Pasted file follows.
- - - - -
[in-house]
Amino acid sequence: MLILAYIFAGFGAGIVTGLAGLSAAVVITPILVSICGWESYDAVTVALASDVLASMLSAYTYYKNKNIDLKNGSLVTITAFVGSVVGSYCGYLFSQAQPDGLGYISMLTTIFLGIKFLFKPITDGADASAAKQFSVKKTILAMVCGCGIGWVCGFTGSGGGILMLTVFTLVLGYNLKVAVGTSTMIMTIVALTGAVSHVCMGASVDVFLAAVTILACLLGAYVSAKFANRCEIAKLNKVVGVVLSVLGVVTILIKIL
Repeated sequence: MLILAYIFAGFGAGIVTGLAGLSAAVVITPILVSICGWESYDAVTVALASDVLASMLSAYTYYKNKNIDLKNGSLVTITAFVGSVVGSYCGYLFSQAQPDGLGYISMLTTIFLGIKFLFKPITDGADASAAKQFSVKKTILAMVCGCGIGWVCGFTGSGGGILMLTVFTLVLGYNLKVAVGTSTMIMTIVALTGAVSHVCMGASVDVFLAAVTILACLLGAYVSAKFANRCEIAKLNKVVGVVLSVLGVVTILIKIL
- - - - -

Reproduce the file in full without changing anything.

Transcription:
[in-house]
Amino acid sequence: MLILAYIFAGFGAGIVTGLAGLSAAVVITPILVSICGWESYDAVTVALASDVLASMLSAYTYYKNKNIDLKNGSLVTITAFVGSVVGSYCGYLFSQAQPDGLGYISMLTTIFLGIKFLFKPITDGADASAAKQFSVKKTILAMVCGCGIGWVCGFTGSGGGILMLTVFTLVLGYNLKVAVGTSTMIMTIVALTGAVSHVCMGASVDVFLAAVTILACLLGAYVSAKFANRCEIAKLNKVVGVVLSVLGVVTILIKIL
Repeated sequence: MLILAYIFAGFGAGIVTGLAGLSAAVVITPILVSICGWESYDAVTVALASDVLASMLSAYTYYKNKNIDLKNGSLVTITAFVGSVVGSYCGYLFSQAQPDGLGYISMLTTIFLGIKFLFKPITDGADASAAKQFSVKKTILAMVCGCGIGWVCGFTGSGGGILMLTVFTLVLGYNLKVAVGTSTMIMTIVALTGAVSHVCMGASVDVFLAAVTILACLLGAYVSAKFANRCEIAKLNKVVGVVLSVLGVVTILIKIL